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March 26, 1976 - Image 4

Resource type:
Michigan Daily, 1976-03-26

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9he ~ istgn Bat
Eighty-Six Years of Editorial Freedom
420 Maynard St., Ann Arbor, MI 48104

Renovating student government

Friday, March 26, 1976

News Phone: 764-0552

Edited and managed by students at the University of Michigan


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THE ZOO YEARS are over. The days
when those Student Government
Council (SGC) meetings were nothing
but a three-ring circus, where Mickey
Mouse bureaucrats yelled and scream-
ed in preadoloescent temper tantrums,
over nonsensical disputes, are dead and
gone. They have been replaced by a
new student body, a congregation of
more mature, more dedicated individ-
uals, representing all bodies of the Uni-
versity, gathered under the aegis of
the Michigan Student Assembly (MSA).
Now, it seems, things are going to
'Student government wasn't
always a joke. A bit of his-
tory will remind those who
weren't around that at one
time the student govern.
ment at the University held
a respected position on the
campus, recognized as an
innovative and responsive
body trying to uphold th e
interests of the student pop-
ulation against the overbear.
ing indifference of an un-
responsive administration.'
Student government wasn't always a
joke. A bit of history will remind those
who weren't around that at one time
the student government at the Univer-
sity of Michigan held a respected posi-
tion on campus, recognized as an in-
novative and responsive body trying to
uphold the interests of the student popu-
lation against the overbearing indiffer-
snce of unresponsive administration.
The University Cellar, now an institu-
tion most people take for granted, was
founded only as a result of hard work
and organizing on the part of SGC to
establish an alternative store for stu-
dents being ripped off by local mer-
chants. The Cellar was finally founded
after a massive sit-in organized by stu-
lent government.
SGC, AT THE TIME (1969-70) run
by the likes of Marty Scott and Jerry
DeGrieck, held an important slot in the
local anti-war movement. The BAM
strike, which led to the University's
affirmative action policy, and the
AFSCME strike, a crippling blow to
University big-wigs, were -both, to a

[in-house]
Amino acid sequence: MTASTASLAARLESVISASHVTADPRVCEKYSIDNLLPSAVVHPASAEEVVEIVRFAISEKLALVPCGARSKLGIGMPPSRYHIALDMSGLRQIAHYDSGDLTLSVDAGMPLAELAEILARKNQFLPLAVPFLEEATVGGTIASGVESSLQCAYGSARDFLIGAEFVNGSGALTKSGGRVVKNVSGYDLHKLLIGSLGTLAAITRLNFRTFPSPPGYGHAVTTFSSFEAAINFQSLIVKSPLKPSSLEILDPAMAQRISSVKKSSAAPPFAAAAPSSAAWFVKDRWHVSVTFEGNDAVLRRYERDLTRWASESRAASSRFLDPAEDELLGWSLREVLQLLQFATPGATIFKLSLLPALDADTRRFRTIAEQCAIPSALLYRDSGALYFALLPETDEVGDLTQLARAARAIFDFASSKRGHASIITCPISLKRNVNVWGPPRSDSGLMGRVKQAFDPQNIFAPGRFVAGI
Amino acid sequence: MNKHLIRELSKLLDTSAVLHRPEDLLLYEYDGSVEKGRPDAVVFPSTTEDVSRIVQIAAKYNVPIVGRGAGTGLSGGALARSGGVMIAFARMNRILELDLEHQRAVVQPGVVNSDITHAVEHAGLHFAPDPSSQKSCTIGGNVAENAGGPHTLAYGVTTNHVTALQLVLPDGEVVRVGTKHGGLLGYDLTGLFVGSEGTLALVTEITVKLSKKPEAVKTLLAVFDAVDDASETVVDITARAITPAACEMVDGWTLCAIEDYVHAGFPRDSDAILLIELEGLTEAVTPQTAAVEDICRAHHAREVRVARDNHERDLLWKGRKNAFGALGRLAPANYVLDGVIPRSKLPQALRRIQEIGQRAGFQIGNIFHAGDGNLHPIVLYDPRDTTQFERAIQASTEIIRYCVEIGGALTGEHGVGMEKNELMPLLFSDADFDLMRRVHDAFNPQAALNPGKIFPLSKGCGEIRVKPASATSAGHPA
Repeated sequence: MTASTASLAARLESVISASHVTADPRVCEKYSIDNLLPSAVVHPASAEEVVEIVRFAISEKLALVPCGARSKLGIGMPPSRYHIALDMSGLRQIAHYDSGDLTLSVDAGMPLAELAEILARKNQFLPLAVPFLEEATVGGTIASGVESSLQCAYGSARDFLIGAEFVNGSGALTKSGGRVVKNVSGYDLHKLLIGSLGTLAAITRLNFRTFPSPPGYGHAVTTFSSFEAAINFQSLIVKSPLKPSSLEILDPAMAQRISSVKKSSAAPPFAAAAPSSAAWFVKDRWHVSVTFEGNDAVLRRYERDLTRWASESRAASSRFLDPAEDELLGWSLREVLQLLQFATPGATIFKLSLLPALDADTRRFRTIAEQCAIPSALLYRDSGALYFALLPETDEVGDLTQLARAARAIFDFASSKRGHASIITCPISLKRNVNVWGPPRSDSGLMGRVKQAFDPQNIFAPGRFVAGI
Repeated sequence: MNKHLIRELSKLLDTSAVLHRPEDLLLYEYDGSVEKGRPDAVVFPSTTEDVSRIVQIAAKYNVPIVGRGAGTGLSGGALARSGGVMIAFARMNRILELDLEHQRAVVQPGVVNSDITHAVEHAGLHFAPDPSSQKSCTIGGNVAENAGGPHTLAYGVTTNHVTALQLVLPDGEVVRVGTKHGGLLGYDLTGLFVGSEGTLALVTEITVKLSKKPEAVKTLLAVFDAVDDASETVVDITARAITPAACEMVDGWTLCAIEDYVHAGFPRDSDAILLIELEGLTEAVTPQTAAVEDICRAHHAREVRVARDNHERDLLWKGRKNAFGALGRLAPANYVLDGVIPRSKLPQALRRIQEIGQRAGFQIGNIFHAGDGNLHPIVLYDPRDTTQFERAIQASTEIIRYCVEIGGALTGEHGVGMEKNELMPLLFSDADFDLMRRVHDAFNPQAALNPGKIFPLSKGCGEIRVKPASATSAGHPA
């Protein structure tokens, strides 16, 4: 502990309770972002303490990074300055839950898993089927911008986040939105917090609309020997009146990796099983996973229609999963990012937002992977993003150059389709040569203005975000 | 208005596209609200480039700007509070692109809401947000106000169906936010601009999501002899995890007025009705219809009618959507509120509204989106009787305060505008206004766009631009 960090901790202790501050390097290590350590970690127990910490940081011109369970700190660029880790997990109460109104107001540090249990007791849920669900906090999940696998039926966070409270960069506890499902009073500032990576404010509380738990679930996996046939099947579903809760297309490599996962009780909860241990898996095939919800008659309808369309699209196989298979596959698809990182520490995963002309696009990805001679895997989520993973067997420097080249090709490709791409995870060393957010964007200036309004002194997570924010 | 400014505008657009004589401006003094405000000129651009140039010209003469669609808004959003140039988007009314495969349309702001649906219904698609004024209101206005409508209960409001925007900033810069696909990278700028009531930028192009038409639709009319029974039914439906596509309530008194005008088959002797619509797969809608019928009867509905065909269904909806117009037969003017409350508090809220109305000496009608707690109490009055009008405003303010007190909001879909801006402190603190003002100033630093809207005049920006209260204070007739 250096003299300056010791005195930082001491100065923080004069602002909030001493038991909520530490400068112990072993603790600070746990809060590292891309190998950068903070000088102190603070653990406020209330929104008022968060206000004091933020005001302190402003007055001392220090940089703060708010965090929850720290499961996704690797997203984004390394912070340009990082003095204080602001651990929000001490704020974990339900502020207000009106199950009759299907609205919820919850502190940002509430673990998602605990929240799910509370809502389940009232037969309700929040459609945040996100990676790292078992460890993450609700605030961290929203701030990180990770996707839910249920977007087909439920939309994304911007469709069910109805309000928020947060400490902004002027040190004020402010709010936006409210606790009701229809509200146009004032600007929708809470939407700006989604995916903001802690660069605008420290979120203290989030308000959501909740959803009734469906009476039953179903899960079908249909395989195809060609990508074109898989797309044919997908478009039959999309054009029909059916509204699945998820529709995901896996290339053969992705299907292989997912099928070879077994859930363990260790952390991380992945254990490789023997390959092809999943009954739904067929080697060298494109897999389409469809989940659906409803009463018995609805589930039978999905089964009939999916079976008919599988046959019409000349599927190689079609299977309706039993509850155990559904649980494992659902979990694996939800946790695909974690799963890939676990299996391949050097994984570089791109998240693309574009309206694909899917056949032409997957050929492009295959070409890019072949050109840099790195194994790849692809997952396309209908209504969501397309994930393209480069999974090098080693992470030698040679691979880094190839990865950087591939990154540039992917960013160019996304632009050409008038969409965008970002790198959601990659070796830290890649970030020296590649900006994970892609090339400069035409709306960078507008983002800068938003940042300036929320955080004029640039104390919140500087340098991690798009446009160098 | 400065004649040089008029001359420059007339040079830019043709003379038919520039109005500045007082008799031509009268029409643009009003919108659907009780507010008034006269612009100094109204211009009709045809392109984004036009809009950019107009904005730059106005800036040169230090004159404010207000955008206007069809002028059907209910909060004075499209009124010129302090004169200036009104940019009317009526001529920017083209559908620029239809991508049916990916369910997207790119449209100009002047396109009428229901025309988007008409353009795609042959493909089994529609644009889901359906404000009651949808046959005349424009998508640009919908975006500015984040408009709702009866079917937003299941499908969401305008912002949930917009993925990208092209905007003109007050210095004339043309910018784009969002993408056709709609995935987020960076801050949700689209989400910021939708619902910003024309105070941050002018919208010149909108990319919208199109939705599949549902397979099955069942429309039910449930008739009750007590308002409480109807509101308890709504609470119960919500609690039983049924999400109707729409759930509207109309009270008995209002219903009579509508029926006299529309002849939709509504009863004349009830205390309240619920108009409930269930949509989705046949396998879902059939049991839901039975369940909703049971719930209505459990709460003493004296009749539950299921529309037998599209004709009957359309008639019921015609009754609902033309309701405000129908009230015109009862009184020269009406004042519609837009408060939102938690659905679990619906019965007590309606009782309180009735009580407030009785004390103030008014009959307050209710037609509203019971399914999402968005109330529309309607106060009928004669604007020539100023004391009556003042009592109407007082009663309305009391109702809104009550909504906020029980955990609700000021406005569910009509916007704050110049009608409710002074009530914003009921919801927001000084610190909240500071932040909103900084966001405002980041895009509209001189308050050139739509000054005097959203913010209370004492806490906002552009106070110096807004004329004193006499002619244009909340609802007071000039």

large part, sponsored by SGC funds
and energy..

whatever the reasons, the period be-
tween 1972 and 1975 was lost in the
general malaise that characterized the
rest of the country. Richard Nixon was
president. Quaaludes were the rage. Col-
lege antics had replaced college action.
And student government, just a reflec-
tion of the times, was run by and to-
tally iticapacited by clowns, crooks, and
cretins, wasting whatever potential the
body had for constructive and innova-
tive change.
Today, with the proper leadership
(the addition of graduate school and
professional school representation) and
with a new funding source (automatic
funding which will return the funding
back to the same method used in "the
good old days"), things will finally get
done. Student government, the only in-
stitution that survives the normal four-
year cycle, will once again move in
progressive directions.
AS AN EXAMPLE of this new at-
titude, the MSA has already begun a
special housing reform project, utilizing
the wasted Student Legal Advocate Pro-
ject funds, to combat an ever-growing
local problem. Aimed at combating the
poor maintenance and high rents that
characterizes Ann Arbor rental housing,
the group of three full-time employees
has already made progress in the best
interests of the student tenant popula-
tion. If this is any indication, brighter
days are ahead.
This is not to ignore the services
MSA provides that have survived the
story and turbulent past four years,
helping -thousands of students yearly.
insurance programs for students and
their families. Ranging in price from
$39 to $71, these programs, which are
written exclusively for the students at
Ann Arbor campus, suit the health needs
of the average student better than most
Blue Cross and Blue Shield plans. Right
now 7,000 students take advantage of
these health insurance plans.
In addition, MSA instituted a per-
sonal property insurance program in
September of 1975, covering the prop-
erty of students that isn't covered by
their parent's homeowner's policies. In
just a short period of operation, the
plan has been met by an overwhelming-
ly positive response by students who are
plagued daily by an ever-increasing lo-
cal crime rate.
In an attempt to quash what the
national media calls "student apathy,"
student government operates the only
permanent voter registration site on the
U of M campus. In the 1974 Congres-
sional elections only 25 per cent of those
eligible in the 21-24 year old bracket